• Why should it be done?
  • What supplies/equipment is/are needed to clean the lines.

Doing a search for tap lines cleaning quickly brought up the purchase our product and do it this way solution. In fact, the SEO for that process must be awesome as it was listed multiple times in the search engine results. I didn’t like the price tag. There had to be home made examples that would cost half as much or less.

Of course, finding them wasn’t hard. There were videos of the build and cleaning process. I liked the $20 for the solution. I decided to write about it to help get the word out, highlight the videos I used and give an actual part list.

Part list:

  1. Flo Master 56HD (~$6.99) – pick this up at home depot. It is in the lawn and garden section.
  2. 3/8″ brass flare tip connector (~$1.69) – pick this up at home depot as well.
  3. Firestone keg liquid post (~$14.99). There is a link in the first video to buy one on line but bring the brass flare time connector with you to the local home brew shop and you will have it immediately.
  4. Teflon tap. Come on, any DYI will have this laying around.

Three notes about the build:

  1. I had to use a wrench to fully get the flare tip connector into the Flo Master. Be careful as to not over tighten.
  2. The picture is a close up of how the pieces go together on the Flo Master. Somewhat hard to see in the videos.
  3. This should not leak!

Watch the videos on how to put it together: much easier than trying to explain. The two videos, that together combine to give the parts list, as well as how to assemble and use the beer line cleaner, are both included below.

Useless Fact: A giraffe can run faster then a horse, and can live without water longer than a camel.

Tasted: with the Afro Six-Nine

Sunday, January 14th, 2018

It is snowing outside, the temperatures are in the teens, no better time than the present for a home brew. with the Afro Six-Nine seems to be the prefect beer for the present moment. Of course this fits the bill of a North East India Pale Ale (NEIPA).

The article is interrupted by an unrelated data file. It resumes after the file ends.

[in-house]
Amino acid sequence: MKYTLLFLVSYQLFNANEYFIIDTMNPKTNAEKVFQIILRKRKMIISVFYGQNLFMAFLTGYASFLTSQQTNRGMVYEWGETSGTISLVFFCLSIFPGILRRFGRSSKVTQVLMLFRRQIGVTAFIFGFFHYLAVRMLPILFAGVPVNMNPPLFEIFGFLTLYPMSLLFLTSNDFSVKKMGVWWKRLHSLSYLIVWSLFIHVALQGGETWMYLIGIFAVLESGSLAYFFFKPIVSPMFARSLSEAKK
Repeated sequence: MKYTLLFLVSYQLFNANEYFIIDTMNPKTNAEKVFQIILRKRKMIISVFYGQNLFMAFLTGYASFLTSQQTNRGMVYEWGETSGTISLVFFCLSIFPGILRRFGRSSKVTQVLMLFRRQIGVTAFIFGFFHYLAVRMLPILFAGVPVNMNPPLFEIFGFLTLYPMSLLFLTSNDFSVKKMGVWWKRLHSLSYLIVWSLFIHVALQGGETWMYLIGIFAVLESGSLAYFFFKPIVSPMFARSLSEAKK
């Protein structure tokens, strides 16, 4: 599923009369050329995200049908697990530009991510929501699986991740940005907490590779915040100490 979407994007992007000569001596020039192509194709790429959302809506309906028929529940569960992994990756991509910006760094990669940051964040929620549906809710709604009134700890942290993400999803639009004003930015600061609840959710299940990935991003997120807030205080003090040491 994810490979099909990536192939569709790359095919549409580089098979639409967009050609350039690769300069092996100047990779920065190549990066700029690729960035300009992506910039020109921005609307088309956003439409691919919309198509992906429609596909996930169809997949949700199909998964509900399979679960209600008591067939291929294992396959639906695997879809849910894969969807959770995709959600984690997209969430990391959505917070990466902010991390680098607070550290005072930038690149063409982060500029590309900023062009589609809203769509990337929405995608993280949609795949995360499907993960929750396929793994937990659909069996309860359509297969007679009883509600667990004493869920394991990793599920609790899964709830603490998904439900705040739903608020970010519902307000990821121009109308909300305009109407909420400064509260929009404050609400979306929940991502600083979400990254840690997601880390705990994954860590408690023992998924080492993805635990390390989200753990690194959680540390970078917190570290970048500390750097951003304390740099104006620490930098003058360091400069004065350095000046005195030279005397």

Look: Pours golden yellow. Somewhat hazy, could possibly call it cloudy. Nice white foam covers, about an inch thick. Retention is above average. Lacing is thick, coating and throughout.

Aroma: The nose is big on the hops. Passion fruit, peach and some berry mingles. Ripe! Gentle sweetness. The aroma is huge!

Taste: Light sweetness balances a huge hop flavor. Ripe passion fruit and peach are prevalent. The hops linger into finish along with a sidecar of sweetness.

Body: Medium body. Medium carbonation. Crisp and dry. Bitterness is minimal.

Overall: There is huge aroma on this beer. Definitely the star. Taste is solid. Overall a good example of the style. The hops work well together.

My first kegged NEIPA. Being able to get a small snort is so much more enjoyable than having to finish a 22 ounce bomber all the time. Enjoy!

Useless Fact: Most lipstick contains fish scales.

Brewed: Leaner Saison (d)

Saturday, January 6th, 2018

Leaner saison has been a go home brew of mine for quite some time. Unfortunately I only blogged about in 2016, when I made a version of leaner saison with mosiac hops.

Blogging on version d of leaner saison is more of an exercise than it is to log the beer. Four iterations of the beer with minimal changes (yeast and hop), leave little to document.

Formulating the recipe for Leaner Saison (d)

The reason I decided to brew leaner saison: I had another satchel of Lallemand Belle Saison yeast that needed using before expiration. It had been sitting for at least four months, from the late summer, with thoughts that it would have been used rather quickly.

I could have decided on other saison recipe I have on hand or formulated a new one. I chose leaner saison as it’s versatility lends itself to small tweaks:

  1. rye, as I enjoy the profile in a beer.
  2. left over Azacca hops needed to be used.
  3. been wanting a home brewed saison since the summer.

Let’s hope the first beer of 2018 will be fantastic. Enjoy!

Recipe for with the Leaner Saison (d)

General Information:
Brew Date: Saturday, January 06, 2018
Recipe Type: All Grain
Yeast: Lallemand Belle Saison, hydrated
Yeast Starter: none
Batch Size (Gallons): 5.5
Original Gravity: 1.062
Finishing Gravity: N/A
IBU: 40.6
Color: 4.8 SRM
Boiling Time (Minutes): 60
Brewhouse Efficiency: 70.41%
Alcohol by Volume: N/A
Calories per ounce: N/A
Primary Fermentation: 1/2 day @66*F, slow rise for 2 days to 78*F

Grain Bill:
10.00 pounds Pilsner
3.00 pounds Rye Malt
0.25 pounds Oats

Mash:
Saccharification @149.2*F

Hop Bill:
1.00 ounces 2015 Azacca @20 minutes
1.00 ounces 2015 Azacca @10 minutes
2.00 ounces 2015 Azacca whirlpool, 20 minutes, started at flameout

Extras:
1.0 tsp Irish Moss @15 minutes
1.0 tsp Yeast Nutrient @15 minutes
4.0 quarts of rice hulls

Updates:

  • 2018-01-06 @6:00pm: @65.6*F, little fermentation. Added heat at 68.0*F.
  • 2018-01-07 @7:30am: @66.5*F. Moved heat up to 71.0*F.
  • 2018-01-07 @1:00pm: @70.2*F. Moved heat up to 73.0*F.
  • 2018-01-07 @6:00pm: @71.9*F. Moved heat up to 75.0*F.
  • 2018-01-08 @6:30am: @73.4*F. Moved heat up to 78.0*F.
  • 2018-01-08 @7:30pm: @77.8*F. Great fermentation.
  • 2018-01-10 @7:15pm: turned off heat.
  • 2018-01-20: kegged.

Useless Fact: In the movie “Ocean’s 11,” Brad Pitt’s character is eating something at the beginning of each scene.